Greece has rejected criticism about the management of its borders, after the EU Commission said it had “seriously neglected its obligations”, activating a process that could lead to longer-term border checks in the Schengen area.
“Greece surpasses itself in order to fulfil its obligations,” Greek government spokeswoman Olga Gerovasili said in a statement on Wednesday evening (27 January).
“This is a very severe situation and blame game is no effective management for this problem of historical proportions. The solution requires EU countries’ joint action.”
Greek prime minister Alexis Tsipras insisted that hotspots in Samos, Leros and Chios would soon be operational.
“We will be absolutely ready next month,” he said, according to Kathimerini newspaper.
Earlier on Wednesday, EU Commission vice-president Valdis Dombrovskis said Greece had to deal with “serious deficiencies in the carrying out of external border controls”.
The assessment came from a still secret Schengen evaluation report on Greece that the commission is due to forward to member states.
If the report is adopted by member states, the commission will issue recommendations and Greece would have three months to comply.
“More needs to be done to ensure the proper management of our external borders,” Dombrovskis said. “This includes proper reception, registration, relocation or return of migrants in order to bring Schengen’s functioning back to normal.”
In Athens, Tsipras blamed “certain bureaucrats in Brussels” for not understanding the situation in his country. But he is likely to face pressure at the next EU summit on 18-19 February if nothing has changed on Greece’s borders.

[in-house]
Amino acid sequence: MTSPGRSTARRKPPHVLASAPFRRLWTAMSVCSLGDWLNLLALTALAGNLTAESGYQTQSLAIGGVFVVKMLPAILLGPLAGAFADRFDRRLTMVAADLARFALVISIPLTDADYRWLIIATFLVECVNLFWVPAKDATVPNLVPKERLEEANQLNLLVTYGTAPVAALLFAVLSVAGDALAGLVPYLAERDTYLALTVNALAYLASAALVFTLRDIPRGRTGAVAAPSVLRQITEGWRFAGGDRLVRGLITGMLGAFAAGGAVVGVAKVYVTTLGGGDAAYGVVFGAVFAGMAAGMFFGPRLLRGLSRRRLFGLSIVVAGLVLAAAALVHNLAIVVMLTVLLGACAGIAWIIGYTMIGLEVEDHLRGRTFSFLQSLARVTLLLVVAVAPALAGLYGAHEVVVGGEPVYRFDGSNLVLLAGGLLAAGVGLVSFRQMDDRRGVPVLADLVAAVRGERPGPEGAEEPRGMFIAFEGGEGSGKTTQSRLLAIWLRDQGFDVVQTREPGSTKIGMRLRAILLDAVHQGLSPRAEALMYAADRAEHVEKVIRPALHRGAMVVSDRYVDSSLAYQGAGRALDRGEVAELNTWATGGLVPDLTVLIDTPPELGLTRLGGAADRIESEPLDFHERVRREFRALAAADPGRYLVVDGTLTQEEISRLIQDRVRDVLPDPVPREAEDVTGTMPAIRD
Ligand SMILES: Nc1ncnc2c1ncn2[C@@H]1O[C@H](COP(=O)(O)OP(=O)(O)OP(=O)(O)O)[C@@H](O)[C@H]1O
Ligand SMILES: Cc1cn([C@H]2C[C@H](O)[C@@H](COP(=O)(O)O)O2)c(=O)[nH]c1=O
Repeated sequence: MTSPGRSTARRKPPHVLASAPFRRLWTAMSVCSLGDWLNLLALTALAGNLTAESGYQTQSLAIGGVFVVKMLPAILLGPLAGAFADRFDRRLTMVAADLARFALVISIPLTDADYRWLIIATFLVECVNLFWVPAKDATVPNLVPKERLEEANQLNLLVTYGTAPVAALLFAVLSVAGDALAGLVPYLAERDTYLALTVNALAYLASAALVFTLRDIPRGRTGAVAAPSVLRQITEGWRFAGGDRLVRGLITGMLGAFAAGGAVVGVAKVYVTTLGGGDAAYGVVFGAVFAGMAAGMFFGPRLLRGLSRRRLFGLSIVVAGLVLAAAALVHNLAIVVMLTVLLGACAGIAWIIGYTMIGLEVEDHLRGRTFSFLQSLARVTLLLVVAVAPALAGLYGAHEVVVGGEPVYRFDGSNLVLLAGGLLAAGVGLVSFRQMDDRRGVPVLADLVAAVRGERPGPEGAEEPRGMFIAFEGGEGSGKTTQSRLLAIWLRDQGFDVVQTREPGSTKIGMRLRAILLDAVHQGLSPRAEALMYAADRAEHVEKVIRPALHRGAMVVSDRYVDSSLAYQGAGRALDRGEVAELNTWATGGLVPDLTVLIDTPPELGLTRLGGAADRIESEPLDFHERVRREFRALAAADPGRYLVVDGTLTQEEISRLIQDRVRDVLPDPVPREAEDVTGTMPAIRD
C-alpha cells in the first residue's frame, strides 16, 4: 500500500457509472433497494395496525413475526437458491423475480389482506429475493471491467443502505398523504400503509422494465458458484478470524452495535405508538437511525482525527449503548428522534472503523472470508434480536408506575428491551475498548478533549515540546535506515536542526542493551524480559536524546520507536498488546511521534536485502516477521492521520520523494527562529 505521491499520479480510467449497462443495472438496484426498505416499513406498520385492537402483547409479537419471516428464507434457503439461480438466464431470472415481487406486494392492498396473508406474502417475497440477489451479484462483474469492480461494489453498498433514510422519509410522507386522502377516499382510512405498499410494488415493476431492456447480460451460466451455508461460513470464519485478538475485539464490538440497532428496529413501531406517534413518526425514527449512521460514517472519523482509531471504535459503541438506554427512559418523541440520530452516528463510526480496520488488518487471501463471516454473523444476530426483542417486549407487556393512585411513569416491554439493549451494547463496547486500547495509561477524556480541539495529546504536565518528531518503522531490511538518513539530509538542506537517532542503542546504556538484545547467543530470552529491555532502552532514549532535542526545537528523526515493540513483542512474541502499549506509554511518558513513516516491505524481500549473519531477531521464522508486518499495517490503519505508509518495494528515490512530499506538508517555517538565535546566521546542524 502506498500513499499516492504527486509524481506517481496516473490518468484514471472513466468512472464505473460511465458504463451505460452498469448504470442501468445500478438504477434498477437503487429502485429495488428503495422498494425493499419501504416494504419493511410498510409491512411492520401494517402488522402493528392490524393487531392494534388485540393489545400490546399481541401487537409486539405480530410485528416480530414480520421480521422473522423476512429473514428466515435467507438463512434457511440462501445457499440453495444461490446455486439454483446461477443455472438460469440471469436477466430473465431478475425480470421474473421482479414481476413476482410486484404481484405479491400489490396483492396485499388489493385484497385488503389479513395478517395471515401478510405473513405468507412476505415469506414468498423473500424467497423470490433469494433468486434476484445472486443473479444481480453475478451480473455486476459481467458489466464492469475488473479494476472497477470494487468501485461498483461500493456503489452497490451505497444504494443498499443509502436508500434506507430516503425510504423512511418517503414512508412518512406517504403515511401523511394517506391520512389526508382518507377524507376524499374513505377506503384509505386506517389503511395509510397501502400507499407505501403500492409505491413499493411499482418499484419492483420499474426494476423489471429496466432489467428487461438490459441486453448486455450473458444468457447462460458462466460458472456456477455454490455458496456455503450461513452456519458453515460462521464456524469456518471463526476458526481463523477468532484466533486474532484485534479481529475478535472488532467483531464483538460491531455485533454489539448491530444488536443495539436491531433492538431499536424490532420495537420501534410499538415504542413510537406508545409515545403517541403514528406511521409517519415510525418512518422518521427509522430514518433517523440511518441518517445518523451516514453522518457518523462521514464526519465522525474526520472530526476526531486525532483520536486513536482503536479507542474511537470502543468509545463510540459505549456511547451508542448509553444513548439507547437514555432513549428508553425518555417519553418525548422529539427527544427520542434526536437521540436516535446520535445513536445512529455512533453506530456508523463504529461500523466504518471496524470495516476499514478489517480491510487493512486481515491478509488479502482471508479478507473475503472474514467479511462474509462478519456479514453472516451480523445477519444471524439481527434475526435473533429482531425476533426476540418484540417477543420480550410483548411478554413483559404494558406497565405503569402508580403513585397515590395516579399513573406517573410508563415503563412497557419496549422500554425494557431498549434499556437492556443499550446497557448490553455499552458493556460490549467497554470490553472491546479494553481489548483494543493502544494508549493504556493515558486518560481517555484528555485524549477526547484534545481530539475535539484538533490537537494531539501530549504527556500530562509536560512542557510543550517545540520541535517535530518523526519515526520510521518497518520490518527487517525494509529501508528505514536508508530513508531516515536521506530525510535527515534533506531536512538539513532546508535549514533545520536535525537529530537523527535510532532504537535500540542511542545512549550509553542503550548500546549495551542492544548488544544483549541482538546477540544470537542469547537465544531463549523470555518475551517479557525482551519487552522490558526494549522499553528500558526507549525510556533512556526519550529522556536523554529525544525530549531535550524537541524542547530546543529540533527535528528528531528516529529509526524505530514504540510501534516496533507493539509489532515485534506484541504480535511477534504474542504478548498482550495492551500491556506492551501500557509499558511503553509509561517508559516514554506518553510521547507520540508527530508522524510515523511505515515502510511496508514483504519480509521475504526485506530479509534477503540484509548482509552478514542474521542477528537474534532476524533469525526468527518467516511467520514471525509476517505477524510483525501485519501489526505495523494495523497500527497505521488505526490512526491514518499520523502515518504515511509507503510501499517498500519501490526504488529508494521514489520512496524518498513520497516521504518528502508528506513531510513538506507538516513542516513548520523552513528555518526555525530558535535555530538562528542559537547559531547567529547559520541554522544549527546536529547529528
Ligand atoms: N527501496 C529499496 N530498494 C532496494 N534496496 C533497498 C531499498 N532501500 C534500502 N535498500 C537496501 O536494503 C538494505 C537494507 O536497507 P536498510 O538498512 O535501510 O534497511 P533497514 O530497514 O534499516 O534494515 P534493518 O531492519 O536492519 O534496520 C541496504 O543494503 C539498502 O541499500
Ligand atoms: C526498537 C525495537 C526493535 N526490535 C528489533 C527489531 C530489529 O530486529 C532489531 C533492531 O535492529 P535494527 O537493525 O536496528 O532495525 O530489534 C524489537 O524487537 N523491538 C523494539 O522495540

On 4 February, German interior minister Thomas de Maiziere and his French counterpart Bernard Cazeneuve will visit Athens and the island of Lesbos to have a look at the situation on the ground.
Last weekend, and at an EU interior ministers’ meeting in Amsterdam, some countries, led by Austria, floated the idea of excluding Greece from the free-movement Schengen area. The ministers council asked the commission to study the possibility of extending border checks in the area up to two years.
Wednesday’s announcement by the commission is a first step in that direction, as Greek non-compliance with any recommendations would allow countries to extend border checks.
“The Greeks must suffer the consequences,” said Belgian secretary of state for asylum and migration, Theo Francken. Earlier this week, he had proposed that Greece host 200,000 to 300,000 migrants in camps to prevent them from going further into the EU.
The Greek government denounced these moves and rejected responsibility for the situation.
Greek spokeswoman Gerovassili said it was “counterproductive” to use the media to isolate Greece based on a report that assessed the borders in November.
“Greece has repeatedly called for enhancing Frontex human resources and logistics, while responsiveness to these demands has only been partial,” she said.
“The relocation program … has not been implemented, as from the initial target of 160,000 refugees, only 414 have been relocated. Despite international agreements, irregular migrants’ readmission by their respective countries of origin, including Turkey, has shown results close to zero.
“Managing the refugee flows depends primarily on Turkey and on Turkey’s compliance with what has been agreed. However, the EU-Turkey agreement does not advance, without anyone in Greece being responsible for that.”
Source: EU Observer